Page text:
After that is The Greeting Song begins with some Fender Tele sounding guitar parts, leading into an upbeat and cool piece of music. There is a guitar riff progression here reminiscent of The Beatles Taxman here, which is different. This is only three minutes long, but once again, this piece comes across as filler. One thinks that this piece would have been bettered in retrospect, but still, it is sub par. In any case, good but barely good and definitely not great. The descending chord piece towards the end is interesting, but aside from that, forgettable.
My Lovely Man begins with some guitar parts that are very much Metal sounding, although this is not Metal. Another interesting piece that is okay, but not at all spectacular. There are some cool Funk guitar parts, bongos, excellent drumming and good singing here. Still, this music is rather flawed and is a bit of a challenge to get through. This isn’t even the best album by the Red Hot Chili Peppers in retrospect, it falls flat in many areas. The guitar solo here is redeeming, but aside from that, a very disappointing listen. Good drumming is here, mind you, which keeps this album alive. A piece focused on John Frusciante’s guitar playing, but nothing spectacular here. Disappointing. It ends with some good bass guitar, however.
Sir Psycho Sexy is eight minutes long. It has some good bass guitar, funky wah-wah guitar and some really awful musicianship here. This is obviously noticeable from the beginning. Some of the lyrics here are interesting, but aside from the Biblical lyrics here that are twisted, this is rather an ordinary piece of music that disappoints. The try-hard humour returns, which is prevalent over much of this album, is super prominent here. The overly male sexual references here are a bit much at times as well. Some xylophones (honestly, why?) enter here to go along with the band, before going into some Jimi Hendrix inspired wah-wah guitar. This piece is more textural than song based. It does have a few moments, but if you are a serious listener, this song is quite forgettable and awful, really. Nothing hugely inspired or captivating about this track, it just falls apart as a credible piece of music. There is an instrumental jam session towards the end, with some Mellotron. Avoid if you can, fortunately this is at the end of the album. It has a very long fadeout at the end, with some weird recorded sounds. Off-putting.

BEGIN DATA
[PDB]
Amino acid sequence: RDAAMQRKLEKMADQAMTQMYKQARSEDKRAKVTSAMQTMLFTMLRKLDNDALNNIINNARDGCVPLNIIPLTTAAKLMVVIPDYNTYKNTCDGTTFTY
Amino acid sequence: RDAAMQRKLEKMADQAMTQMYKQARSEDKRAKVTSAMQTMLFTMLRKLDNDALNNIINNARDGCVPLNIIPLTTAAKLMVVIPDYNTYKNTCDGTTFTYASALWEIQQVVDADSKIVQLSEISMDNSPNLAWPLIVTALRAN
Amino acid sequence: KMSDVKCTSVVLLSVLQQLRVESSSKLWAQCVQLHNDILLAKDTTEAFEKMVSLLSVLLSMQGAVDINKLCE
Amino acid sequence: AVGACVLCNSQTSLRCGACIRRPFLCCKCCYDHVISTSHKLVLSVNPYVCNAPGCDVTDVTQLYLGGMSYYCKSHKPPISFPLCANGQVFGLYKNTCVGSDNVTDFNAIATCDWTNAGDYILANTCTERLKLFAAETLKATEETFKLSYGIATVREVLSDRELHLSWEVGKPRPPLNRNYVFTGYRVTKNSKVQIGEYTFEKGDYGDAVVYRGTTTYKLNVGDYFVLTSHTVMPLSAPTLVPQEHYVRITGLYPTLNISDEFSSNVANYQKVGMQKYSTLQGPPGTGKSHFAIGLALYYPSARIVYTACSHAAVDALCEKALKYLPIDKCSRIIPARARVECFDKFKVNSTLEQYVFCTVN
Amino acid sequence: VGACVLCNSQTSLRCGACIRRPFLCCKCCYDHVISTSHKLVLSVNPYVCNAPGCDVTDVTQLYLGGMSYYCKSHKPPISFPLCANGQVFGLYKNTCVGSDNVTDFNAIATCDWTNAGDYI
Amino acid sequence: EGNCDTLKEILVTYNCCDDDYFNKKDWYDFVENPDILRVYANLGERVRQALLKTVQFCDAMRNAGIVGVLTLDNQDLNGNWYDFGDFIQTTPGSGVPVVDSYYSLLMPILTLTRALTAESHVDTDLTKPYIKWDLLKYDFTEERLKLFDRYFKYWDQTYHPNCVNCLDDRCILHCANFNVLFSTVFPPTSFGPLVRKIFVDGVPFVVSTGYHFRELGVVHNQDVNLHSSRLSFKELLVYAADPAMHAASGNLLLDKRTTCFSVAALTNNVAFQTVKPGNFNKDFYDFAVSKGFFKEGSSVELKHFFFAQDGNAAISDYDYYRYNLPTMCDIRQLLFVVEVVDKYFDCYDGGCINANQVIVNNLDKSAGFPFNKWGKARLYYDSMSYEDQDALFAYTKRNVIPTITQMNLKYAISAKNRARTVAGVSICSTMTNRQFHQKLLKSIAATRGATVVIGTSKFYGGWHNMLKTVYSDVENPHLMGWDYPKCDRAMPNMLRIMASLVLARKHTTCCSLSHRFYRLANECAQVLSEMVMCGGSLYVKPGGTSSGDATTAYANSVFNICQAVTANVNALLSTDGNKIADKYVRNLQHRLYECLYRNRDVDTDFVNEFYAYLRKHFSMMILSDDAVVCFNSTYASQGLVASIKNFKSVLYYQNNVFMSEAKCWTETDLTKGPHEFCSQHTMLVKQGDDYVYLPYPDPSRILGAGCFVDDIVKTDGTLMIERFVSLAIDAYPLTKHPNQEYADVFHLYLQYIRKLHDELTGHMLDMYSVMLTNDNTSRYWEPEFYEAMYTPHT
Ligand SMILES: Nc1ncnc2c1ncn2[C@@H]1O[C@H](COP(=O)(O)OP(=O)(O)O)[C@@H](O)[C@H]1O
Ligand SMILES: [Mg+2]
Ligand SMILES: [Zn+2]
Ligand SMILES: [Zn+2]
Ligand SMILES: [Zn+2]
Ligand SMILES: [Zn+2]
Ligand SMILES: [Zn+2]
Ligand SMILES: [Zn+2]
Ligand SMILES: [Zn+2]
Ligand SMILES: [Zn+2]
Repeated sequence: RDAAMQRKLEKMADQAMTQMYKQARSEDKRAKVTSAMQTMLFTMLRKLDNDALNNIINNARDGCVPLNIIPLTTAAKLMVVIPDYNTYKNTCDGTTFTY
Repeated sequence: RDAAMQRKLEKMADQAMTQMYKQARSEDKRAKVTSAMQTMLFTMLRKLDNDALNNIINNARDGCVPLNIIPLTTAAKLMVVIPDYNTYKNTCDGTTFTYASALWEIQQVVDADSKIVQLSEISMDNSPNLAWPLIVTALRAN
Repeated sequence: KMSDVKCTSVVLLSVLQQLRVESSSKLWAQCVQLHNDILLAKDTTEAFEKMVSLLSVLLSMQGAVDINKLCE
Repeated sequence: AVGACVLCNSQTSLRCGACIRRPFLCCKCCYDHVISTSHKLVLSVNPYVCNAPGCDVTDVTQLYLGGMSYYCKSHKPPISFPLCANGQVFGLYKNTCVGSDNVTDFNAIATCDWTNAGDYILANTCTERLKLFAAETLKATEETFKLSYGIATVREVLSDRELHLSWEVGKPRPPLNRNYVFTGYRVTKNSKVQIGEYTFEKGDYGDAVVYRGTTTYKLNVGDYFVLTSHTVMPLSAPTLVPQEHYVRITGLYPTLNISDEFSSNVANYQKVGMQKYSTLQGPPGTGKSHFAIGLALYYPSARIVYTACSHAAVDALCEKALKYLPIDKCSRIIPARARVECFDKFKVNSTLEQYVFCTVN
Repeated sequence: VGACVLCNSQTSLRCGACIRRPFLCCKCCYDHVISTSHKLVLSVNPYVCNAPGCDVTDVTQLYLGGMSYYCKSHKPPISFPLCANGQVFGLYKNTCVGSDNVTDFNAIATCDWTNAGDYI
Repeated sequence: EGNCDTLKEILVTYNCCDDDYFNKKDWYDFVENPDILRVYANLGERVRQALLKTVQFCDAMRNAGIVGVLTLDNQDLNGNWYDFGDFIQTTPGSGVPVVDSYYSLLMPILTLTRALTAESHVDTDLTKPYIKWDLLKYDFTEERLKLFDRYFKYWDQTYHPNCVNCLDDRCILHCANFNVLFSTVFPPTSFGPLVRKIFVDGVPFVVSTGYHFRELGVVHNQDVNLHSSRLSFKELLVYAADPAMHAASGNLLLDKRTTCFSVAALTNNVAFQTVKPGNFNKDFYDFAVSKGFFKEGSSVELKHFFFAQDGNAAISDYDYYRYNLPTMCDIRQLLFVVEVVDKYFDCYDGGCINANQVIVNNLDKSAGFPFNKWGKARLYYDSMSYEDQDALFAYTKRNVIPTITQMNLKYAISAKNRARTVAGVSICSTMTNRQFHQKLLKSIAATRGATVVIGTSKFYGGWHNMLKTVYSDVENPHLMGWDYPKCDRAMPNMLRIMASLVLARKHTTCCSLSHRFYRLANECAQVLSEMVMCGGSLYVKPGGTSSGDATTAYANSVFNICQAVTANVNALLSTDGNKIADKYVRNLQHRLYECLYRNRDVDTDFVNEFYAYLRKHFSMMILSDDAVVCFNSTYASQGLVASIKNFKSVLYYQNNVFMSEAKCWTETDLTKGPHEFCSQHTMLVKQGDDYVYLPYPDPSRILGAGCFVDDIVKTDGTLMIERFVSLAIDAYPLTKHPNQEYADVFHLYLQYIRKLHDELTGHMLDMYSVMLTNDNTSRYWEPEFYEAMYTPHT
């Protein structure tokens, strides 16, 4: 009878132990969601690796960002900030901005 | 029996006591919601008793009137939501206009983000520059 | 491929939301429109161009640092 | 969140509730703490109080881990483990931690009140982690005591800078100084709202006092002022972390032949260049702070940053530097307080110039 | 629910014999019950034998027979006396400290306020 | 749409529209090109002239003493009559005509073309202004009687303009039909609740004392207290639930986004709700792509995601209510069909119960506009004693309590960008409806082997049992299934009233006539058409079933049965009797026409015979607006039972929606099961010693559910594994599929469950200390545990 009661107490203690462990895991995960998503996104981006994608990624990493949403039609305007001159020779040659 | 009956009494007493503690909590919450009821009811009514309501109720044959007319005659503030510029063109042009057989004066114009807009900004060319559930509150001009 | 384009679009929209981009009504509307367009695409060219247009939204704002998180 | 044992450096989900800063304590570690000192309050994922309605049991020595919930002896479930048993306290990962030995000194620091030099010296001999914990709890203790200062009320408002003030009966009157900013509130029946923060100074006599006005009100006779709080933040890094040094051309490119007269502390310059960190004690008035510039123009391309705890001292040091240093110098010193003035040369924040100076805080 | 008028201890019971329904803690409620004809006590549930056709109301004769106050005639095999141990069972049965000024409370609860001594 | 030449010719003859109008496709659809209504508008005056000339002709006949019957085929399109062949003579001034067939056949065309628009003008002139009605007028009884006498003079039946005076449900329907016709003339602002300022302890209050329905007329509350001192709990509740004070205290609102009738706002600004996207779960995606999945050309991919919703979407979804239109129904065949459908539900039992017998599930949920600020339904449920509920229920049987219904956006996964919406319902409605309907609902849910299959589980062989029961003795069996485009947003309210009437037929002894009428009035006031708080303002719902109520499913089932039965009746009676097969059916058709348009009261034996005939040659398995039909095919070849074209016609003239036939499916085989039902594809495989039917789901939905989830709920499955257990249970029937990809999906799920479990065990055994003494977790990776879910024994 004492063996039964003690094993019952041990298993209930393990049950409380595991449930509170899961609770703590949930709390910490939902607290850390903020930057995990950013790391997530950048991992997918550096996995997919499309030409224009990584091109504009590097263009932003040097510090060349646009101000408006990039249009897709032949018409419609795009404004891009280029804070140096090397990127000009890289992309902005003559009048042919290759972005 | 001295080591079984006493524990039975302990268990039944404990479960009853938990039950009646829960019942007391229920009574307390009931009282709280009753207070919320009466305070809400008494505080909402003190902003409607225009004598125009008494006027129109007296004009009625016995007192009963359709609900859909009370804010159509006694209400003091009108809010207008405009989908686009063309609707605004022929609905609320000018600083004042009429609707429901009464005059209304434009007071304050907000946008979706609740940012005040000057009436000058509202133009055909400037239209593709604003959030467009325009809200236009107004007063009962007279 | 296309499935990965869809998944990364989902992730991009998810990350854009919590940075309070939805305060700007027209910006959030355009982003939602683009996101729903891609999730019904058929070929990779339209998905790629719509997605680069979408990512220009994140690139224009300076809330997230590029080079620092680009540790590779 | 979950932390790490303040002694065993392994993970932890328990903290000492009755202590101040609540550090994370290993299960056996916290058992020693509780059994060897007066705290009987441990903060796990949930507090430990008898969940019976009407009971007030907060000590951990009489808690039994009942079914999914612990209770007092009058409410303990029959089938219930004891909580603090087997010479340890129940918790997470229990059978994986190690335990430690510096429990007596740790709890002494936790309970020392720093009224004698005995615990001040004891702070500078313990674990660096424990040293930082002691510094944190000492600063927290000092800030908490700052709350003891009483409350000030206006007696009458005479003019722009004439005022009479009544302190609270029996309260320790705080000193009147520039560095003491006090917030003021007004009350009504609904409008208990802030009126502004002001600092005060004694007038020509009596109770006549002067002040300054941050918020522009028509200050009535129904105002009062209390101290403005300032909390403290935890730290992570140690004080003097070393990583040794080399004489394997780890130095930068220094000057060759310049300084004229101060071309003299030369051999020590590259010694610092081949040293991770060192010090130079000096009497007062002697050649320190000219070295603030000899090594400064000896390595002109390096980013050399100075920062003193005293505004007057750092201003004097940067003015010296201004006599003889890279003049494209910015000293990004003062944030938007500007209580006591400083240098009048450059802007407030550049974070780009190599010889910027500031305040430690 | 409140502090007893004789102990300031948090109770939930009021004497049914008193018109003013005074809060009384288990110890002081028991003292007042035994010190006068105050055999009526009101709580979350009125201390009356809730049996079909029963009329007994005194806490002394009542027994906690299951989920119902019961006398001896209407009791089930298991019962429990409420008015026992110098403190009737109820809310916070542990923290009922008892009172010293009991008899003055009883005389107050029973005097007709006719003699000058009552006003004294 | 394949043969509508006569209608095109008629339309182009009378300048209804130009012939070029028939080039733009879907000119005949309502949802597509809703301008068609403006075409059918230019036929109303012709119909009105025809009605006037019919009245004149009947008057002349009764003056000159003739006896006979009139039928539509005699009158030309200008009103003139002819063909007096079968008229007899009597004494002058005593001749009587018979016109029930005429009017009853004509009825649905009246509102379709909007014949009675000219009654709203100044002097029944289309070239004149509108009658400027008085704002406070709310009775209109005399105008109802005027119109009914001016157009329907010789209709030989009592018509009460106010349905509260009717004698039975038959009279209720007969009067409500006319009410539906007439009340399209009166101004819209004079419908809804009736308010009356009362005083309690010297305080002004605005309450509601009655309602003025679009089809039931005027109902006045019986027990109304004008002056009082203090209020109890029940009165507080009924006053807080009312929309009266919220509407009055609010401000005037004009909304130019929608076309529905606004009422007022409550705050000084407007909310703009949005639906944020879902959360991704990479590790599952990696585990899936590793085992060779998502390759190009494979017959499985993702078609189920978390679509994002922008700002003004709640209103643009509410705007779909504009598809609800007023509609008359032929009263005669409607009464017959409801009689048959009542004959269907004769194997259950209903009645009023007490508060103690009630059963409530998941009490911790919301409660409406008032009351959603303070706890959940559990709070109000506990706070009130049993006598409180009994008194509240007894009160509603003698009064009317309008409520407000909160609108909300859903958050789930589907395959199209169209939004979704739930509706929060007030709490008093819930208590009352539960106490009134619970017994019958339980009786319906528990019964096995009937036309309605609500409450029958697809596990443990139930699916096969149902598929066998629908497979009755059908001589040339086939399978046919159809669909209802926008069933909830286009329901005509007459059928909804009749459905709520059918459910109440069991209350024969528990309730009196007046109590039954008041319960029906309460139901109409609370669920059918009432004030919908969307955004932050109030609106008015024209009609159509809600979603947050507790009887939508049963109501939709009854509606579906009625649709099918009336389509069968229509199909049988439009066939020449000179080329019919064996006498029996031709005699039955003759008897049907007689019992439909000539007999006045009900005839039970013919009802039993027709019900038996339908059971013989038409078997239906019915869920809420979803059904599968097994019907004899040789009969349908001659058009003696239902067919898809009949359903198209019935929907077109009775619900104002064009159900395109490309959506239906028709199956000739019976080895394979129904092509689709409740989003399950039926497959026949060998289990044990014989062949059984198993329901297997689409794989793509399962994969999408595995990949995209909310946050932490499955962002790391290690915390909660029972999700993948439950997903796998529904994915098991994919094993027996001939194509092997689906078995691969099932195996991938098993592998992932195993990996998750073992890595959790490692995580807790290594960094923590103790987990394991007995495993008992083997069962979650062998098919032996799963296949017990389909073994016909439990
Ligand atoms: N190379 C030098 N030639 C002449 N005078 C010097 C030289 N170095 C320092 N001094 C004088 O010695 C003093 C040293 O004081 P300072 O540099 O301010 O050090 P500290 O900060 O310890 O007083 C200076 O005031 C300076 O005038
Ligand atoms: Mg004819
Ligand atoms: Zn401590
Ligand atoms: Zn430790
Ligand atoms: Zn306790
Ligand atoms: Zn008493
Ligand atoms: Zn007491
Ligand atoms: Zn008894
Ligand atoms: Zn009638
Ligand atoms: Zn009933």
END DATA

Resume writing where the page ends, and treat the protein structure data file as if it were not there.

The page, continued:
Next along is They’re Red Hot is a short piece that is a lame parody of Country music here. Weird and not really necessary here, it’s best to avoid, once again. This is the last main album track and ends with more weird recorded sounds.
Following is Little Miss Lover which is a Jimi Hendrix cover. It is a good cover that is decent to hear at this point, after quite an underwhelming album listen. Funky, wah-wah guitar infects this piece and just sounds extraordinary. Great music here, and the cover suits these guys. John Frusciante does a decent Hendrix impression on guitar here, showing a decent skill set on his guitars here. Great music all the same, better than most of the album here.
Castles Made Of Sand is very last here, and is another Jimi Hendrix cover here. It comes across as a nice, gentle and relaxing listen here. Clever, nicely played and just a decent cover here, it’s always good to hear some Jimi Hendrix, even if it is covered by RHCP. Great fuzz guitar solo is here, and a very nice listen for fans of both artists. Great guitar playing is here, and this is a really great listen, too.
To be fair, this may be considered a classic album, but it is not really so. There are way too many filler tracks, bad musical parts and this isn’t even the best album by the Red Hot Chili Peppers. Overall, it is disappointing and not serious enough to be considered worthwhile. Fortunately, they released better albums after this one and dropped the lame humour from their music then. Still, rather disappointing to hear today.